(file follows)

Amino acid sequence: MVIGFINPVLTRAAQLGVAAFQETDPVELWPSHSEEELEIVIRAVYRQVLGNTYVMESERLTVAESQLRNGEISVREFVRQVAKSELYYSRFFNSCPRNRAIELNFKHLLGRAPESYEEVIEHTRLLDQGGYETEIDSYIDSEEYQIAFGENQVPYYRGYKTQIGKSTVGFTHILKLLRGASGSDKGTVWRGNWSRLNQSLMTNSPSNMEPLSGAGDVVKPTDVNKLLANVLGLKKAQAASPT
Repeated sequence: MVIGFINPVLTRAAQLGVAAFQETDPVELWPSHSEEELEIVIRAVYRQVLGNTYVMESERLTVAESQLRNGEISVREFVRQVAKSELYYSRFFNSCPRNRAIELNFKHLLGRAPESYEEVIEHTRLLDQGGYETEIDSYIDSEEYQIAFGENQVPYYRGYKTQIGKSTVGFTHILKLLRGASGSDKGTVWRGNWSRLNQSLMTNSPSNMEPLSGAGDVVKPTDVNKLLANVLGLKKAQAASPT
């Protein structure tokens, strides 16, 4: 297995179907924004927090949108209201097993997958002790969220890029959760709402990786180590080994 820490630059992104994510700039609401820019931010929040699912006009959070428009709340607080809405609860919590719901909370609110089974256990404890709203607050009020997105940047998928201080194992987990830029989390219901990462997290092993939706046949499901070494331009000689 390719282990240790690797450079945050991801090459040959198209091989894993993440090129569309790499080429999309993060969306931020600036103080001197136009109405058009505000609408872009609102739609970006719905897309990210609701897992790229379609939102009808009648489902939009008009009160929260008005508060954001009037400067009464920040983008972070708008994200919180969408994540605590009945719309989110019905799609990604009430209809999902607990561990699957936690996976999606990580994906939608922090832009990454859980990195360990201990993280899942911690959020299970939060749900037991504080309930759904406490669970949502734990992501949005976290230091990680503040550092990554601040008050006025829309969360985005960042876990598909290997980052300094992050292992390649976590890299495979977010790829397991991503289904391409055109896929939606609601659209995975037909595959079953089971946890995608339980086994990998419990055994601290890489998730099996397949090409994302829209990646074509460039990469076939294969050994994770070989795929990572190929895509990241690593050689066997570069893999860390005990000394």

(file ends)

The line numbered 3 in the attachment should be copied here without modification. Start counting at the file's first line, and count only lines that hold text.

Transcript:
């Protein structure tokens, strides 16, 4: 297995179907924004927090949108209201097993997958002790969220890029959760709402990786180590080994 820490630059992104994510700039609401820019931010929040699912006009959070428009709340607080809405609860919590719901909370609110089974256990404890709203607050009020997105940047998928201080194992987990830029989390219901990462997290092993939706046949499901070494331009000689 390719282990240790690797450079945050991801090459040959198209091989894993993440090129569309790499080429999309993060969306931020600036103080001197136009109405058009505000609408872009609102739609970006719905897309990210609701897992790229379609939102009808009648489902939009008009009160929260008005508060954001009037400067009464920040983008972070708008994200919180969408994540605590009945719309989110019905799609990604009430209809999902607990561990699957936690996976999606990580994906939608922090832009990454859980990195360990201990993280899942911690959020299970939060749900037991504080309930759904406490669970949502734990992501949005976290230091990680503040550092990554601040008050006025829309969360985005960042876990598909290997980052300094992050292992390649976590890299495979977010790829397991991503289904391409055109896929939606609601659209995975037909595959079953089971946890995608339980086994990998419990055994601290890489998730099996397949090409994302829209990646074509460039990469076939294969050994994770070989795929990572190929895509990241690593050689066997570069893999860390005990000394």